The cigarette discount category’s retail share was 25.3% for third quarter of 2013, flat versus third quarter of 2012. The estimated weighted average cigarette state excise tax as of September 30, 2013 was $1.47 per pack, an increase of $0.06 per pack versus the third quarter of 2012. This includes the $1.60 per pack increase that took effect on July 1 in Minnesota, the $1.00 per pack increase that took effect on July 31 in Massachusetts and the $0.10 increase that became effective August 1 in New Hampshire.

For the third quarter of 2013 Copenhagen’s retail price was $4.06 and its price gap versus the leading discount brand was approximately 36%. For the third quarter of 2012 Copenhagen’s retail price was $4.02 and its price gap versus the leading discount brand was approximately 36%. For the third quarter of 2012 Copenhagen's retail price was $4.02 and its price gap versus the leading discount brand was approximately 37%.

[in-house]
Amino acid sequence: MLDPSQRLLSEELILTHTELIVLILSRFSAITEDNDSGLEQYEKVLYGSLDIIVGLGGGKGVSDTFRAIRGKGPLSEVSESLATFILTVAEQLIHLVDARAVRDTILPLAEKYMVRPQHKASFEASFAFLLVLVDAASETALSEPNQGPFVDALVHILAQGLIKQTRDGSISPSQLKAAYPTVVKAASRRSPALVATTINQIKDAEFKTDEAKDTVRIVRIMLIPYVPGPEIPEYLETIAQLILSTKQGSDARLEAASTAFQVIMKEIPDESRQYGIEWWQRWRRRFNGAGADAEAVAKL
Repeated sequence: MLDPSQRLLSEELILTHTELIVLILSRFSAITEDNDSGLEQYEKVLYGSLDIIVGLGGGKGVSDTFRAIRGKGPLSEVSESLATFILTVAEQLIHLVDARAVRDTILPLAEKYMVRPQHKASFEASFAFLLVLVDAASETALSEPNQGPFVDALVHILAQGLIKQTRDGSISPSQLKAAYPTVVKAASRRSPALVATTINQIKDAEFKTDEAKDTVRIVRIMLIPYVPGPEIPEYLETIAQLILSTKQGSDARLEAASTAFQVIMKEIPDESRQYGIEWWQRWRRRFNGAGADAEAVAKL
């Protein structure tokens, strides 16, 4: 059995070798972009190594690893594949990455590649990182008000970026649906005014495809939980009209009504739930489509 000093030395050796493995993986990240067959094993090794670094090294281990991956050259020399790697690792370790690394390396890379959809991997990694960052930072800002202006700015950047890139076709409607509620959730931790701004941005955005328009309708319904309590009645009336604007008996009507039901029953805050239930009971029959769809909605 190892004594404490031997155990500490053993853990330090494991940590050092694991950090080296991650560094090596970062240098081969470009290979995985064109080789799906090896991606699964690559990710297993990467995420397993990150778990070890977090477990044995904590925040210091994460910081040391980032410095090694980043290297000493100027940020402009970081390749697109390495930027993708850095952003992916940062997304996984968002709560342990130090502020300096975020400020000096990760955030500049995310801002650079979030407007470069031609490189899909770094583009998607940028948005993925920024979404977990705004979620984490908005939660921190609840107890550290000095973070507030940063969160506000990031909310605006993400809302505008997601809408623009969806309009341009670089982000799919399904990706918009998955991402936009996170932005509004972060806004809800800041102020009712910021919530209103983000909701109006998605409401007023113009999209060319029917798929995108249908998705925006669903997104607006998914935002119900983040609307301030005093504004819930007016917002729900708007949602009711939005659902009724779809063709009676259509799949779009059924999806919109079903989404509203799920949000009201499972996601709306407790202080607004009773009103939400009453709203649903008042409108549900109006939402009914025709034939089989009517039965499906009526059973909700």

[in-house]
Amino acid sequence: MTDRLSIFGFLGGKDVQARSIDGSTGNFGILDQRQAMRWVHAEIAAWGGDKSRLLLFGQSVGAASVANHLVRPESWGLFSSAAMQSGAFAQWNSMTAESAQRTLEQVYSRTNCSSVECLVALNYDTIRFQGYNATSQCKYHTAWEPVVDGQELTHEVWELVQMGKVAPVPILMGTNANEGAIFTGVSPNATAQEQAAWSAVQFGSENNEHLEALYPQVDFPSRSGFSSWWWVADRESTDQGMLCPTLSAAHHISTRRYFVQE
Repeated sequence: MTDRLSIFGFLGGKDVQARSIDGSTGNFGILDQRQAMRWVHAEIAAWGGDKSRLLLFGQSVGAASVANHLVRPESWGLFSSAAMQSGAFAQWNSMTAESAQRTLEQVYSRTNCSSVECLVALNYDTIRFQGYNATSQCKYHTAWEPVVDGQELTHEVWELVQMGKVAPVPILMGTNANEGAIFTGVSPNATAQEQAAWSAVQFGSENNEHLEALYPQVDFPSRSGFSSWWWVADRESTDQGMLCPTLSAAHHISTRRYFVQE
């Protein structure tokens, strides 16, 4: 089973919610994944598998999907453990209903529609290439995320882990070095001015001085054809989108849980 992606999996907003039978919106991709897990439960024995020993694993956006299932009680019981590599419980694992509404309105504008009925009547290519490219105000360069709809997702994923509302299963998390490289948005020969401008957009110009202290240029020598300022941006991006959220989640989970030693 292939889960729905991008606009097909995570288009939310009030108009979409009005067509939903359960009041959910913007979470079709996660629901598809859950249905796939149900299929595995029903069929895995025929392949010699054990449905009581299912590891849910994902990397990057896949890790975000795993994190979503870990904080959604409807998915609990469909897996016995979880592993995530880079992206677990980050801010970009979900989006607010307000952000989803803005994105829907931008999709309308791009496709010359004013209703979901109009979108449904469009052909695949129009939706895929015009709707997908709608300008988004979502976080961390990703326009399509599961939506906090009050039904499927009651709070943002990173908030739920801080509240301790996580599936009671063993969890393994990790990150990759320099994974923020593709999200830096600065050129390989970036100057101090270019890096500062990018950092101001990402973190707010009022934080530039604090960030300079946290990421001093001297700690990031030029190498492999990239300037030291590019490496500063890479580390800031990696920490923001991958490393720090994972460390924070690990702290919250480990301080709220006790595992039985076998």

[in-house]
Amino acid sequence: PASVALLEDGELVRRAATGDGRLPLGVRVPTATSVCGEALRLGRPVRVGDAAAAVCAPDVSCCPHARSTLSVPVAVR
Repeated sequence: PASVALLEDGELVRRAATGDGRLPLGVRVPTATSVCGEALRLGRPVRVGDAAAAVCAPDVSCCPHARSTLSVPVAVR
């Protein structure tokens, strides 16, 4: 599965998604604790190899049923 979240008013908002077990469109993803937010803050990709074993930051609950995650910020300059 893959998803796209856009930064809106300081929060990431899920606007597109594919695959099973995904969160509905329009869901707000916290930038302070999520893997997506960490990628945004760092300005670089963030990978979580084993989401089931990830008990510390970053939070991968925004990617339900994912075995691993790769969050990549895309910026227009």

CapEx was $49 million for the third quarter and $90 million for the first nine months of 2013. Ongoing depreciation and amortization was $52 million for the third quarter, we estimate that 2013 full year ongoing depreciation and amortization will be approximately $215 million.

Thank you for your time this morning. Operator, do we have any questions?

Question-and-Answer Session

Operator

Thank you. [Operator Instructions] Our first question comes from the line of David Adelman from Morgan Stanley.

David Adelman – Morgan Stanley

Good morning, everyone.

Martin Barrington

Good morning, David.

David Adelman – Morgan Stanley